Salvage treatment for children with relapsed/refractory germ cell tumors: The Associazione Italiana Ematologia Oncologia Pediatrica (AIEOP) experience: Pediatric Blood and Cancer

M.D. De Pasquale, P. D'Angelo, A. Crocoli, R. Boldrini, M. Conte, G. Bisogno, F. Spreafico, A. Inserra, D. Biasoni, P. Dall'Igna, F. Siracusa, E. Miele, M. Terenziani

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Background: Malignant germ cell tumors (GCTs) are a heterogeneous group of rare neoplasms in children. Optimal outcome is achieved with multimodal therapies for patients with both localized and advanced disease, especially after the introduction of platinum-based chemotherapy regimens. In this respect, data on salvage treatment for children with relapsed or platinum-refractory disease are still limited. Methods: Retrospective analysis of data regarding patients affected by malignant GCTs with platinum-refractory or relapsed disease after first-line treatment according to AIEOP TCGM 2004 protocol was conducted. Results: Twenty-one patients, 15 females and 6 males, were considered for the analysis. All 21 patients received second-line conventional chemotherapy (SLCT), two of these immediately after surgery for local relapse removal. Two patients showed a progression of disease during SLCT and died of disease shortly thereafter, whereas 19 patients were in partial remission (PR) or complete remission (CR) after SLCT. Treatment after SLCT consisted in surgery on residual tumor mass (9/19) followed by high dose of chemotherapy (HDCT) with autologous hematopoietic stem cell support (16/19). The overall survival (OS) and event-free survival of the whole populations are 71% and 66.6%, respectively. Platinum-refractory patients OS is 54.5% compared with 91.5% of the relapsed group. There were no treatment-related deaths. Conclusion: SLCT followed or not by HDCT is an effective salvage treatment for children with relapsed/refractory GCTs. However, the role of HDCT following SLCT needs to be further investigated, especially regarding the identification of specific patient subgroups, which can benefit from this more intensive treatment. © 2019 Wiley Periodicals, Inc.
Original languageEnglish
JournalPediatr. Blood Cancer
Issue number3
Publication statusPublished - 2020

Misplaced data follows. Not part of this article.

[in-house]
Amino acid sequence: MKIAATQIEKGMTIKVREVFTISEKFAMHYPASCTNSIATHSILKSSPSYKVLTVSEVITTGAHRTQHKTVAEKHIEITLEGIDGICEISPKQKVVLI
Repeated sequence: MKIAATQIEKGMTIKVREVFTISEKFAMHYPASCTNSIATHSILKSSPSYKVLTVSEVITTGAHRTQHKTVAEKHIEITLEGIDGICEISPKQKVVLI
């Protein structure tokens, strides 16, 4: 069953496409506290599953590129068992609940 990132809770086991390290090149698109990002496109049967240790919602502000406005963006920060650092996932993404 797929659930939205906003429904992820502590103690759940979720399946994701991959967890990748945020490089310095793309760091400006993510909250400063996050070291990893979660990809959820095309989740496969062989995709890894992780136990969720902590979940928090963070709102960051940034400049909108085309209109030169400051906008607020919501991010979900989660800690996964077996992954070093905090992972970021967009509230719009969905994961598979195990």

• germ cell tumors
  • high-dose chemotherapy
  • pediatric tumors
  • refractory tumors
  • relapsed tumors
  • antineoplastic metal complex
  • bleomycin
  • carboplatin
  • cisplatin
  • cyclophosphamide
  • doxorubicin
  • etoposide
  • gemcitabine
  • ifosfamide
  • melphalan
  • oxaliplatin
  • paclitaxel
  • thiotepa
  • tumor marker
  • antineoplastic agent
  • deoxycytidine
  • adolescent
  • Article
  • autologous hematopoietic stem cell transplantation
  • bacteremia
  • cancer combination chemotherapy
  • cancer growth
  • cancer radiotherapy
  • cancer recurrence
  • cancer regression
  • cancer surgery
  • cancer survival
  • child
  • childhood cancer
  • choriocarcinoma
  • clinical article
  • controlled study
  • drug megadose
  • embryonal carcinoma
  • event free survival
  • female
  • follow up
  • germ cell tumor
  • graft versus host reaction
  • human
  • infant
  • male
  • mediastinum cancer
  • mixed tumor
  • mucosa inflammation
  • multiple cycle treatment
  • ovary teratoma
  • overall survival
  • pediatric surgery
  • preschool child
  • priority journal
  • relapsed refractory germ cell tumor
  • retrospective study
  • sacrococcygeal region
  • salvage therapy
  • school child
  • testis cancer
  • transplantation conditioning
  • urogenital tract sarcoma
  • yolk sac tumor
  • drug effect
  • drug resistance
  • neoplasm
  • pathology
  • prognosis
  • remission
  • survival rate
  • tumor recurrence
  • Adolescent
  • Antineoplastic Combined Chemotherapy Protocols
  • Carboplatin
  • Child
  • Child, Preschool
  • Cisplatin
  • Deoxycytidine
  • Drug Resistance, Neoplasm
  • Etoposide
  • Female
  • Follow-Up Studies
  • Humans
  • Ifosfamide
  • Infant
  • Male
  • Neoplasm Recurrence, Local
  • Neoplasms, Germ Cell and Embryonal
  • Oxaliplatin
  • Paclitaxel
  • Prognosis
  • Remission Induction
  • Retrospective Studies
  • Salvage Therapy
  • Survival Rate


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